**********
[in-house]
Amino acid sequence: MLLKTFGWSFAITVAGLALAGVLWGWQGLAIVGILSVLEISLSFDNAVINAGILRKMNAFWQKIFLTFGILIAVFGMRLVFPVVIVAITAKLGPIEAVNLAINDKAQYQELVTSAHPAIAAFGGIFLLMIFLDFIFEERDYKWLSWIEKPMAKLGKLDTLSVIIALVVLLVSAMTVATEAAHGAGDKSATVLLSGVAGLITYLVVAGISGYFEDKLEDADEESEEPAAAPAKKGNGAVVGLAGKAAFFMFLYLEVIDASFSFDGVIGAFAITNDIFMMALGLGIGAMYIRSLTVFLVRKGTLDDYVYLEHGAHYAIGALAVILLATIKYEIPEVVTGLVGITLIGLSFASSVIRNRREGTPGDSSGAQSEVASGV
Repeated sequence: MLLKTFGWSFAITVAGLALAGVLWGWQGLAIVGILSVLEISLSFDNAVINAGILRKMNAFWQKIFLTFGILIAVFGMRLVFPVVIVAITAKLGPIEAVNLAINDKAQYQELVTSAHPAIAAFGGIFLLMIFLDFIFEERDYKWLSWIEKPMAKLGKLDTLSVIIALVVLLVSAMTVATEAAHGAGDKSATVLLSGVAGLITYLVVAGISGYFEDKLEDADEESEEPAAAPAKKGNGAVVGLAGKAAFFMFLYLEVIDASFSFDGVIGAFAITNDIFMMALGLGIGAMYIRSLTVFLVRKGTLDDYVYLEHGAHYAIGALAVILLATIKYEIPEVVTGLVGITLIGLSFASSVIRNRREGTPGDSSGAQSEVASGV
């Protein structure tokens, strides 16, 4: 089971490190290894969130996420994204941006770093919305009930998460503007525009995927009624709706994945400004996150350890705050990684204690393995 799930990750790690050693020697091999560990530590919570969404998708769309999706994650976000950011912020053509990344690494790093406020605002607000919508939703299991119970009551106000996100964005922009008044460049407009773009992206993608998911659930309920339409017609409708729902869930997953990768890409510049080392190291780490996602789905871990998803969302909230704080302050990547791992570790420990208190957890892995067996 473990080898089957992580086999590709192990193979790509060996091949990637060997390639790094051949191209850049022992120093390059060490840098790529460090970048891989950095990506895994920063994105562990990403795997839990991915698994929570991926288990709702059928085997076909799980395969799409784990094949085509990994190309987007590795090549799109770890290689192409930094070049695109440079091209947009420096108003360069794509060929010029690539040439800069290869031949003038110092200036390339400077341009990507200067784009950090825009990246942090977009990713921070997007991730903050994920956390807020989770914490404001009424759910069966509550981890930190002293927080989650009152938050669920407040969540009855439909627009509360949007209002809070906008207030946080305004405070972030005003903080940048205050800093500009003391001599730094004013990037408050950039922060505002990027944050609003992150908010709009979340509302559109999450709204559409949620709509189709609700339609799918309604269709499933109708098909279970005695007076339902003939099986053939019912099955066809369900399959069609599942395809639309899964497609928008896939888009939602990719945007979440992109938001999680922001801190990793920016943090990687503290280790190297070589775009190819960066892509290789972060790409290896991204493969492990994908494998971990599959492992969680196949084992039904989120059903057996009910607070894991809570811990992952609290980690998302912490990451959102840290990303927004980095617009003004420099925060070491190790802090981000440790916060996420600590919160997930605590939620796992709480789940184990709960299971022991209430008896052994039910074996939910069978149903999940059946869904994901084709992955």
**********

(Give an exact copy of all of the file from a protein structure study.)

[in-house]
Amino acid sequence: MLLKTFGWSFAITVAGLALAGVLWGWQGLAIVGILSVLEISLSFDNAVINAGILRKMNAFWQKIFLTFGILIAVFGMRLVFPVVIVAITAKLGPIEAVNLAINDKAQYQELVTSAHPAIAAFGGIFLLMIFLDFIFEERDYKWLSWIEKPMAKLGKLDTLSVIIALVVLLVSAMTVATEAAHGAGDKSATVLLSGVAGLITYLVVAGISGYFEDKLEDADEESEEPAAAPAKKGNGAVVGLAGKAAFFMFLYLEVIDASFSFDGVIGAFAITNDIFMMALGLGIGAMYIRSLTVFLVRKGTLDDYVYLEHGAHYAIGALAVILLATIKYEIPEVVTGLVGITLIGLSFASSVIRNRREGTPGDSSGAQSEVASGV
Repeated sequence: MLLKTFGWSFAITVAGLALAGVLWGWQGLAIVGILSVLEISLSFDNAVINAGILRKMNAFWQKIFLTFGILIAVFGMRLVFPVVIVAITAKLGPIEAVNLAINDKAQYQELVTSAHPAIAAFGGIFLLMIFLDFIFEERDYKWLSWIEKPMAKLGKLDTLSVIIALVVLLVSAMTVATEAAHGAGDKSATVLLSGVAGLITYLVVAGISGYFEDKLEDADEESEEPAAAPAKKGNGAVVGLAGKAAFFMFLYLEVIDASFSFDGVIGAFAITNDIFMMALGLGIGAMYIRSLTVFLVRKGTLDDYVYLEHGAHYAIGALAVILLATIKYEIPEVVTGLVGITLIGLSFASSVIRNRREGTPGDSSGAQSEVASGV
């Protein structure tokens, strides 16, 4: 089971490190290894969130996420994204941006770093919305009930998460503007525009995927009624709706994945400004996150350890705050990684204690393995 799930990750790690050693020697091999560990530590919570969404998708769309999706994650976000950011912020053509990344690494790093406020605002607000919508939703299991119970009551106000996100964005922009008044460049407009773009992206993608998911659930309920339409017609409708729902869930997953990768890409510049080392190291780490996602789905871990998803969302909230704080302050990547791992570790420990208190957890892995067996 473990080898089957992580086999590709192990193979790509060996091949990637060997390639790094051949191209850049022992120093390059060490840098790529460090970048891989950095990506895994920063994105562990990403795997839990991915698994929570991926288990709702059928085997076909799980395969799409784990094949085509990994190309987007590795090549799109770890290689192409930094070049695109440079091209947009420096108003360069794509060929010029690539040439800069290869031949003038110092200036390339400077341009990507200067784009950090825009990246942090977009990713921070997007991730903050994920956390807020989770914490404001009424759910069966509550981890930190002293927080989650009152938050669920407040969540009855439909627009509360949007209002809070906008207030946080305004405070972030005003903080940048205050800093500009003391001599730094004013990037408050950039922060505002990027944050609003992150908010709009979340509302559109999450709204559409949620709509189709609700339609799918309604269709499933109708098909279970005695007076339902003939099986053939019912099955066809369900399959069609599942395809639309899964497609928008896939888009939602990719945007979440992109938001999680922001801190990793920016943090990687503290280790190297070589775009190819960066892509290789972060790409290896991204493969492990994908494998971990599959492992969680196949084992039904989120059903057996009910607070894991809570811990992952609290980690998302912490990451959102840290990303927004980095617009003004420099925060070491190790802090981000440790916060996420600590919160997930605590939620796992709480789940184990709960299971022991209430008896052994039910074996939910069978149903999940059946869904994901084709992955």